Tendon tears are common, painful injuries that can keep you out of action for months — but a breakthrough promises to allow you to recover faster and end long periods of “rest” while the wound heals.
Tendons are strong, flexible cords of tissue that connect muscles to bones. As they age, they can become damaged from trauma or wear and tear.
Although there are approximately 4,000 tendons in the body, the most commonly injured are the Achilles tendon, which runs along the back of the calf, the patellar tendon in the knee, and the rotator cuff in the shoulder, because they are under the greatest stress during exercise.
While torn tendons can heal on their own, it often takes a long time because their blood supply is poor, which means they only get limited amounts of nutrients and growth factors. Resting while the wound repairs itself can make it worse because it causes stiffness and slows down the healing process.
Tendons are strong, flexible cords of tissue that connect muscles to bones.As we age, they can become damaged from trauma or wear and tear
The surgery involves stitching the ends of the tendon together and it can take up to six months to regain full range of motion.
Another option is to use tissue taken from another part of the patient’s body (or a donor) for the repair, usually from the patellar tendon or hamstring muscle that connects the large thigh muscle to the bone.
But now scientists in China have developed a brace that allows the tendon to repair itself while keeping the patient active.
When elastic scaffolds made of engineered living tissue were implanted into rats with damaged tendons, they were able to walk normally after two weeks, according to research from Beihang University published in the journal Matter.
This quick recovery is thanks to a new structure that is both resilient and strong.
First, the scientists sandwiched an elastic material made of tiny collagen fibers between other biocompatible materials.
They then twisted this thin strip into yarn to create a spiral rope, creating a material that mimics natural tendons.
In laboratory studies, this “rope” was stretched to 1.5 times its length more than 40,000 times without failure. This scaffold is designed to support the tissue, which is then implanted with rat stem cells (the master cells that form all other cells) to help the injury heal.
Mark Wilkinson, professor of orthopedics at the University of Sheffield, said: “The main finding of the Chinese study is that the technology allows for such rapid movement.” However, he cautioned that it may be years before humans benefit from the technology.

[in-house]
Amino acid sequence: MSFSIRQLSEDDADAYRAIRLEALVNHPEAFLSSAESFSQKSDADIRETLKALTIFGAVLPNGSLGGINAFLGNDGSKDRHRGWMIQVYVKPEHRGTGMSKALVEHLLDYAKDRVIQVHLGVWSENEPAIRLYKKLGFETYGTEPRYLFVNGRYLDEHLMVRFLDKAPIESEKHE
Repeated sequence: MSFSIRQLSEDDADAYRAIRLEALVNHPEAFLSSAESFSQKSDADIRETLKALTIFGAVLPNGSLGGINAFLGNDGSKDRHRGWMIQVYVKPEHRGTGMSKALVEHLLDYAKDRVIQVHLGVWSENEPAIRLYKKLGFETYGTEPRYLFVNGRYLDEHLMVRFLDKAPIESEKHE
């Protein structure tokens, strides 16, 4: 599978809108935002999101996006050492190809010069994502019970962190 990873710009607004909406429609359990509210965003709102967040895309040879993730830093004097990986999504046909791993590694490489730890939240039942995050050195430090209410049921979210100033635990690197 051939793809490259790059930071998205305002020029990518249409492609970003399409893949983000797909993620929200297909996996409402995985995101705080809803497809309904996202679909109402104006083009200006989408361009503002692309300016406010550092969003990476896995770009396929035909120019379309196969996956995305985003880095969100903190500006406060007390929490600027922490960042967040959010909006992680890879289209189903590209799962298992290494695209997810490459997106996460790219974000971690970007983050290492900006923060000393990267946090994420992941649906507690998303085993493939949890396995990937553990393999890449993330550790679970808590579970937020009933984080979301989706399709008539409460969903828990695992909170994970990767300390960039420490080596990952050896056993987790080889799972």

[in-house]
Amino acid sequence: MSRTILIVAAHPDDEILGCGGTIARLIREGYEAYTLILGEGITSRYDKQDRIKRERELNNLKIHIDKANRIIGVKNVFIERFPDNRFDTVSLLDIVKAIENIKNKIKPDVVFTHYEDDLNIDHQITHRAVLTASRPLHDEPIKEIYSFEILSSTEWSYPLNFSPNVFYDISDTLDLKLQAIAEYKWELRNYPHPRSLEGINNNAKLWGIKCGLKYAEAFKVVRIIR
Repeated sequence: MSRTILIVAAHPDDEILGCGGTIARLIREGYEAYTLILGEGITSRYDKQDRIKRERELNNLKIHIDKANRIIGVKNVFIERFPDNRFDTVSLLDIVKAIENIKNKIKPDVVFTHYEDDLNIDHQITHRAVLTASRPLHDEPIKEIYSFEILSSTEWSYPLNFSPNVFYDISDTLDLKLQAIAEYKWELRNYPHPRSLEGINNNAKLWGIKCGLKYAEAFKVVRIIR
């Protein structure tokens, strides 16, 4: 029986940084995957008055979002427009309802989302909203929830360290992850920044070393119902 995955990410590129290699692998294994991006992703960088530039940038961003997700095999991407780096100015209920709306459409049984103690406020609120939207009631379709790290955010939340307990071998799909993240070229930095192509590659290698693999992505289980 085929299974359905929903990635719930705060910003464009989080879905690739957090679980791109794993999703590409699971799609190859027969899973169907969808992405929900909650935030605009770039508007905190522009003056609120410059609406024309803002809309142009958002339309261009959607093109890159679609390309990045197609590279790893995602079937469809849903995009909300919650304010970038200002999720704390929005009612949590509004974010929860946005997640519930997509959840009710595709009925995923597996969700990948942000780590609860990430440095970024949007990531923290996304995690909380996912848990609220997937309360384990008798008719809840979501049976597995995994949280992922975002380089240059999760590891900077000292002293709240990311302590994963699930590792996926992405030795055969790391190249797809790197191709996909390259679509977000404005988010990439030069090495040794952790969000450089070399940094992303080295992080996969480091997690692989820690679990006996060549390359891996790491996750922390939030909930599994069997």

While torn tendons can heal on their own, it often takes a long time because their blood supply is poor, which means they only get limited amounts of nutrients and growth factors.Resting while the injury repairs itself can make it worse as it causes stiffness and slows down the healing process
This isn’t the only trial focused on braces to address the problem of repairing damaged tendons. Scientists around the world are working on a variety of different approaches, including scaffolds made of synthetic materials and even silk.
“Furthermore, different types of cells were implanted on the scaffold in the hope that they would initiate tissue regeneration,” Professor Wilkinson said.
‘Stem cells are widely used because of their ability to replicate themselves, or develop into different types of cells. They have anti-inflammatory properties as well as the ability to regenerate damaged tissue and promote the growth of collagen, a protein that gives tendons and other connective tissues their structure, firmness and texture.
Some are using scaffolds seeded with tenocytes bathed in growth factors to boost their activity.
For the past decade, a team at the University of Manchester has been working with fibrous scaffolds (rather than twisted ones).
“We have developed a scaffold that provides a bridge to the healing tendon, allowing cells to rapidly close the wound gap,” said Sarah Cartmell, a professor of bioengineering who led the research.
This has several advantages over the current procedure, which only requires one operation, she said; it’s less likely to cause scar tissue that could cause the tendon to rupture again and require more surgery.
Infection occurs in one in 20 tendon repair surgeries, leading to longer recovery times, the need for repeat surgeries, and the risk of rejection if a donor tendon is used.
But using a scaffold significantly reduces the risk of rejection because the material breaks down in the body as new tendon tissue forms.
“Our device allows the tendon to rebuild more naturally and potentially heal faster and stronger,” said Professor Cartmel. “This will reduce reoperation costs as well as time spent on recovery and vacation for patients.”
This is important, Professor Wilkinson explained, because these types of injuries are likely to become more common as “life expectancy increases and more people engage in high-intensity exercise”.
Ideally, of course, you don’t injure the tendon in the first place.
Maintaining a healthy weight and exercising regularly can help, says Daniel Richards, senior clinical tutor in sports physiotherapy at Liverpool Hope University, who has worked with Premier League footballers.
“Tendons don’t like sudden changes in load or exercise intensity, and a common problem is when people go from a relatively low activity level to a very high activity level very quickly—for example, training for a charity run,” he explained. “You need to build up slowly, allowing the tendons to rest and recover between training activities.”
Low-impact activities such as cycling, rowing, and swimming are less likely to cause problems, and warming up and gentle stretches are also important.
“Fit footwear is also key, especially for runners, and seeing a qualified podiatrist every two years is invaluable, as insoles and trainers that fit you personally may help,” he said. Say.